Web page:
Jem Southam Talk

Guest Speaker series: 08/02/17

You don’t reach a point where you know what you’re doing, you’re constantly learning and discovering.
His work has a sense of story-making, but with a story where do you start?
We all tell stories.
He worked with analogue, describing it as a beautiful medium, and a unique experience when making work.
Work was made of rockfalls that are truly sculptures, as Southam describes them and they are photographs of a specific time in the history of geology: everything we see is a part of a transformation. Southam talks about the wonder of what it means to be a human. We exist under the same processes and forces that cause the rocks to fall. So although this is spectacular, we are also so competitive. There is a sense of fread that it is horrific to be a human. How do we navigate the world between the awe and the wonder and the dread?

The Switch To Digital:
Southam felt no longer able to create the same prints he had been making since taking up the medium due to a change in the paper by Fuji. The change to digital sees a 10x8 image replaced by something that seems much more panoramic and sweeping. This new approach has allowed him to capture more spirit in a photograph and he feels more in touch when capturing his surroundings (as not covered by a hood).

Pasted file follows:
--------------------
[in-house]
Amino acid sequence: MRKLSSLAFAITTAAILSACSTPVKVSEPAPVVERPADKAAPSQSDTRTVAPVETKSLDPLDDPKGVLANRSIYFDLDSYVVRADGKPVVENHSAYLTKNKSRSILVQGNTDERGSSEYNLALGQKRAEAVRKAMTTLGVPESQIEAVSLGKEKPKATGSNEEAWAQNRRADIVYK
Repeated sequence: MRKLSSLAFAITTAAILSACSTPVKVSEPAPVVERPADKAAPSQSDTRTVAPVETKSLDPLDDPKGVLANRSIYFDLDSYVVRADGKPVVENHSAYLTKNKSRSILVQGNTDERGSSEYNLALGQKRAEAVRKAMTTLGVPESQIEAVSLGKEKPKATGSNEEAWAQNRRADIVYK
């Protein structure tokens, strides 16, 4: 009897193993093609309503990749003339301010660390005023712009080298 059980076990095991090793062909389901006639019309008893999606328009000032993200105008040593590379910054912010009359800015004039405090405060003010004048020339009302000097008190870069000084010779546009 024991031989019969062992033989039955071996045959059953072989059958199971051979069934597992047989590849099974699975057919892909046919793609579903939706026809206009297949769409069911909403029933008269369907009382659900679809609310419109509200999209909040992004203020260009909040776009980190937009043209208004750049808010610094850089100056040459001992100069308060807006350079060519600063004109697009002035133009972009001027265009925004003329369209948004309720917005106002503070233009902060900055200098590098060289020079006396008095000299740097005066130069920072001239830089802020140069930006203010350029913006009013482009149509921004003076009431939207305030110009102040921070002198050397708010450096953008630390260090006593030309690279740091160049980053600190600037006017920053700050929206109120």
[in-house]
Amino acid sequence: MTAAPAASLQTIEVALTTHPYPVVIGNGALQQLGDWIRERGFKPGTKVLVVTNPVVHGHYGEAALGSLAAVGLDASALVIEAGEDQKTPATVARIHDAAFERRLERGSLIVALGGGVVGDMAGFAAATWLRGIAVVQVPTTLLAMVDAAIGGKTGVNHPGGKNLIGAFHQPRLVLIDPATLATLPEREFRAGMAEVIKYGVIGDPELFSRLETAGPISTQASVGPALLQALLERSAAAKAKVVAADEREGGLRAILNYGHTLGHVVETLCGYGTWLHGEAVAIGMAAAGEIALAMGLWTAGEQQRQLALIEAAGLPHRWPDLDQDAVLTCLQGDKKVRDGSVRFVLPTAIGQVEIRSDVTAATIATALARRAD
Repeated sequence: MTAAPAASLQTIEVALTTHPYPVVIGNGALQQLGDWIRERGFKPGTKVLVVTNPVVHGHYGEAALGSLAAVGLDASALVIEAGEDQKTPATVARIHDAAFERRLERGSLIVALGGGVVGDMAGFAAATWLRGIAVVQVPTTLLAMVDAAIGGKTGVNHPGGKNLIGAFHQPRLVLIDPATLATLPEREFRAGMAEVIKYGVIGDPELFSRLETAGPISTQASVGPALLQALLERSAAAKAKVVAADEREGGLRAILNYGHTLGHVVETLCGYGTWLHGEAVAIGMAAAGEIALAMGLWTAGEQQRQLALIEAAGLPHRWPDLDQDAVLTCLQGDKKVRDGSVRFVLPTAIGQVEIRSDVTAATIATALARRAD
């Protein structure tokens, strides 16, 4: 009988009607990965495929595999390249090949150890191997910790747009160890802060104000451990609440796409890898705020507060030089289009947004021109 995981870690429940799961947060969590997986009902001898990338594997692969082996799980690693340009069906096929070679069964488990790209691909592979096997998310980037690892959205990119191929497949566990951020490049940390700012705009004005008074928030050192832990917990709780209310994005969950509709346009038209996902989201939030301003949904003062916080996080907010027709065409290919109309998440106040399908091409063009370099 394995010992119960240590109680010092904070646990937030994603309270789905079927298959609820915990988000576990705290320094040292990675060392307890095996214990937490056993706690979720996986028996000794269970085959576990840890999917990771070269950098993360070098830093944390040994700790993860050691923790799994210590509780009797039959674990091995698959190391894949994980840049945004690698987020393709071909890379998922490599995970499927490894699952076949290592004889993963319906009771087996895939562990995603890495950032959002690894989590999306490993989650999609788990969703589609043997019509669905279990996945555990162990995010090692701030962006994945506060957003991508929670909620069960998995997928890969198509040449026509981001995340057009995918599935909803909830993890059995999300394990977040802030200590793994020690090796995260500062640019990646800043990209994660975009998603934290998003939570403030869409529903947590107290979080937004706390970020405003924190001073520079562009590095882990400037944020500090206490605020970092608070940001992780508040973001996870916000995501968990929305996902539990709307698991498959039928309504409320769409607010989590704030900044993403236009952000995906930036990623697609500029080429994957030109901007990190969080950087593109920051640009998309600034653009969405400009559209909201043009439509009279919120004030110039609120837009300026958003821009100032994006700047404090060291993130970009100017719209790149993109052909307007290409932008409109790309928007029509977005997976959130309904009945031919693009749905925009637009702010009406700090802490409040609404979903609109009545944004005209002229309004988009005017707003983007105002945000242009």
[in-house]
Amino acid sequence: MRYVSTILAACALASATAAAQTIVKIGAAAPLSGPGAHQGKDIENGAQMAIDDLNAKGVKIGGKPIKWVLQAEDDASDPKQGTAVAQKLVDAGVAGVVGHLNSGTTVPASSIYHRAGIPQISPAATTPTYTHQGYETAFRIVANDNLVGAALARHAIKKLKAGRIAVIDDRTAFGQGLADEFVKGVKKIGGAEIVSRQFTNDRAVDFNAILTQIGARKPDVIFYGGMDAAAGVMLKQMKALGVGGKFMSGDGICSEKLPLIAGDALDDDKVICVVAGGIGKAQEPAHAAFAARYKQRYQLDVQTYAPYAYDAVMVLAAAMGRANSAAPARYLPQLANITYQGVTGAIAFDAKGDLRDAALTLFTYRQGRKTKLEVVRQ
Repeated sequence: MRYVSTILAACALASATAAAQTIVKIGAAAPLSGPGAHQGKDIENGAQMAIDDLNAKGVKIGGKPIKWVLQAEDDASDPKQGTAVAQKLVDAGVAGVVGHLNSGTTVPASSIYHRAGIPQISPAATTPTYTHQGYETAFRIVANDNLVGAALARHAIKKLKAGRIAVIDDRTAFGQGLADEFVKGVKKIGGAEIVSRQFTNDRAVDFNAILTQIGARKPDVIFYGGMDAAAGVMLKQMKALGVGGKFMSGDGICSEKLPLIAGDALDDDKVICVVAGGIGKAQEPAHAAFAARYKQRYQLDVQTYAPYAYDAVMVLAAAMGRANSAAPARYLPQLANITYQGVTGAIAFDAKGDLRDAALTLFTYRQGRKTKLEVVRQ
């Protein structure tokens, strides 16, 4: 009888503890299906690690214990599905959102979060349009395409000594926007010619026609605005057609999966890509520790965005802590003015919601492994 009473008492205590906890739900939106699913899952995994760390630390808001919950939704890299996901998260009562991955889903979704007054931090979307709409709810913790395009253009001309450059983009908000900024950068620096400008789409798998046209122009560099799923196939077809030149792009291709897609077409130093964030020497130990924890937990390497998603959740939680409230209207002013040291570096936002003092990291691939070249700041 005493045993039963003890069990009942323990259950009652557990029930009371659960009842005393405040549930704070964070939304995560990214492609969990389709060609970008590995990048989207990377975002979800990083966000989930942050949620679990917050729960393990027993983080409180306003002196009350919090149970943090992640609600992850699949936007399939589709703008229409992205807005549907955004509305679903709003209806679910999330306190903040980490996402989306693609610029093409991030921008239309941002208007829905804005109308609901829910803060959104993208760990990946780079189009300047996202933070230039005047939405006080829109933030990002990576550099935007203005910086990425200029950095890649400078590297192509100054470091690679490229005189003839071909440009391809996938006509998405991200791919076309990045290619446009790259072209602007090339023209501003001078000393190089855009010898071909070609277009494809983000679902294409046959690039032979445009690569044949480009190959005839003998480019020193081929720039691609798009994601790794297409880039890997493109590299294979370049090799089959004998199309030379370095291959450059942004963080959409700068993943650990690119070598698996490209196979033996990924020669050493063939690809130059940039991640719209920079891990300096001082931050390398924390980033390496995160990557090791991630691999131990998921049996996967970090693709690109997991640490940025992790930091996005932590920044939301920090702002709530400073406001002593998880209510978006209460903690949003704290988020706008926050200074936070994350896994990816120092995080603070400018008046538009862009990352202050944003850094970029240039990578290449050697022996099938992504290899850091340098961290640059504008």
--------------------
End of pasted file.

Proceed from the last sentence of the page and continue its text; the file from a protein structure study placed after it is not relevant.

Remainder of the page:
Decided to photograph a Pastoral project (Pastoral being used in Greek and Roman culture, a romanticised and sentimental viewpoint on the countryside from those living a city dwelling life), the project is about walking and the weather. Southam makes reference in this project to The National Trusts book about weather, Gilbert White’s Journals and Adam Gopnik’s book ‘Winter’.

‘A Bend in The River’
Waiting for moments to happen where particular elements collide. Going to a place when you’ve been told some bad news. A chance to think about what has happened. A space to think away form the situation. Interesting how as people in such circumstances we seek nature as a place to think. Southam is now taking 50–100 photographs each time. However Southam is now facing post-production issues using Photoshop and Lightroom with consistencies of light and colour not being continuous.

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